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What is a Section 21 Notice?

What is a section 21 notice and what does it mean if you get one? Let’s get straight into it.

A section 21 notice gives a landlord the legal right to possession of the property once the fixed term has expired, without having to provide any justification.

If you have an assured shorthold tenancy (AST) as a renter, a section 21 notice is the most common way for your landlord to take back possession of the property. If you’ve received this notice, don’t worry; it’s not the end of the world.

As a tenant, you’re entitled by law to at least 2 month’s written notice before having to leave. And the repossession date must be after the end of any fixed term agreement.

How your landlord can serve notice

For assured shorthold tenancy agreements signed before 1 October 2015, your landlord can serve notice to end your tenancy at any time during the fixed term of agreement. In fact, it was typical for renters to be given a section 21 notice when they first signed their contract!

If your assured shorthold tenancy agreement was signed on or after 1 October 2015, by law your landlord must wait 4 months from the date of the contract before serving you a section 21 notice.

The most important factor for tenants is that a section 21 notice can only be served if the date the landlord plans to take back possession of the property is after the end of your tenancy agreement. So you can’t get kicked out early.

What the notice looks like

For those with an assured shorthold tenancy agreement signed before 1 October 2015, the notice does not have to be in a specific form, but the tenant must receive it in writing.

If you have an assured shorthold tenancy agreement that was signed on or after 1 October 2015, your landlord must give you written notice using a special section 21 form.

Regardless of when you signed your contract, it must provide you at least two months’ notice between the date it is delivered and the intended possession date.

Alternatives to section 21 notices

If your landlord wants you to leave sooner than the end of your lease, he or she should give you a section 8 notice instead.

Breaking it down

A landlord cannot use a section 21 notice:

  • To access the property during the fixed term of your tenancy agreement
  • If contracts were signed on or after 1 Oct 2015 and it’s within the first 4 months of your tenancy
  • When you, the tenant, paid a deposit that wasn’t protected in line with the tenancy deposit schemes
  • If they didn’t provide you with an EPC, the government’s How to Rent guide, and a Gas Safety Certificate (if the property uses gas)

A Section 21 notice must follow these specifications:

  • Given in writing
  • On a form that is special for contracts signed on 1 Oct 2015 or after this date
  • With a minimum of 2 months notice to the tenant of the landlord’s intent to retake possession of the property
  • An intended date of possession that occurs after the end date specified in the fixed term contract.

Let’s look at three hypothetical situations in which the fixed term of the tenancy agreement is set to end on May 15th.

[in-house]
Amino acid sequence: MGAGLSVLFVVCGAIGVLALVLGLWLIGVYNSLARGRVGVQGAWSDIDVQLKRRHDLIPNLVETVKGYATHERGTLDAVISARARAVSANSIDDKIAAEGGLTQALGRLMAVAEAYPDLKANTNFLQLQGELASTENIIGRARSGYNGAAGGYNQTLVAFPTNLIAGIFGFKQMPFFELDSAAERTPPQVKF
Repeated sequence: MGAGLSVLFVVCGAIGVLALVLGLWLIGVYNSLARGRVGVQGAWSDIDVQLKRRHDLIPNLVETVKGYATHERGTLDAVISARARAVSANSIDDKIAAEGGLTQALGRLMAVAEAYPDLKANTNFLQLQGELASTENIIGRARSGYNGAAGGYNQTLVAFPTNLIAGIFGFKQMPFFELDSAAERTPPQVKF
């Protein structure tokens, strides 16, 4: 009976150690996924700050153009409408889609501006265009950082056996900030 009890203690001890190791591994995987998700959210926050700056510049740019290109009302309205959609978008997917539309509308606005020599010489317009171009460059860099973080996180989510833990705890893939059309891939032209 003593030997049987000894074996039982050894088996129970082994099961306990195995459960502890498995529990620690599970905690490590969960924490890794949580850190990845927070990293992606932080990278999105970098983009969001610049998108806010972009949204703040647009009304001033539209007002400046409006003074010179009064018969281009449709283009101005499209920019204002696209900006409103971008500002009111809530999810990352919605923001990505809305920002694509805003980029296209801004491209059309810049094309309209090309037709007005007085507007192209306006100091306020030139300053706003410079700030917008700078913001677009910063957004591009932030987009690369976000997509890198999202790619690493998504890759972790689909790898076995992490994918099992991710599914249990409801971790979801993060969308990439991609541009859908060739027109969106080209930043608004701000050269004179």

Scenario 1:

On March 1st, you received notice from your landlord that they want the property back on May 5th. In this case, a section 21 cannot be used because the date of possession is during your fixed term.

Scenario 2:

It’s March 20th, and you’ve just been served with a letter from your landlord telling you they intend to retake possession of your home on May 16th. In this case, because the intended date of possession is less than two months away from the notice date, a section 21 cannot be utilised: there isn’t enough time left until the day after the deadline.

Scenario 3:

It’s the 20th of March. You received a letter from your landlord informing you that they want to retake possession of the property on May 30th. In this case, a section 21 can be used. The intended date of possession is more than two months following the notice and extends beyond the end of the fixed term.

What to do if you receive a section 21

Check the dates

Firstly, check that they dates are accurate:

  • Is the repossession date after the end of your fixed term?
  • Have they given you at least 2 month’s notice?

If the dates on the notice are inaccurate, it may invalidate the notice. You will need to speak with whoever issued the notice as soon as possible if this is the case.

Check you deposit

In order for a section 21 notice to be valid, your deposit must have been placed in on of the three government approved tenancy deposit protection schemes. If it hasn’t, you can still speak up and fight the eviction. By doing so early on, you’ll avoid any future complications that might arise.

If you are unclear about what to do, we strongly advise that you obtain legal counsel or contact Shelter. If you don’t vacate the home after your two-month notice expires, the landlord may go to court for a “possession order.” Assuming the section 21 notice was delivered correctly, it is quite probable that it will be granted and you may appear in court. So it’s important to take this seriously.

Mark Flint

Mark regularly contributes to the Right Rent blog; sharing all the latest news, crafting informative articles and sourcing the very best rental content for our readers.

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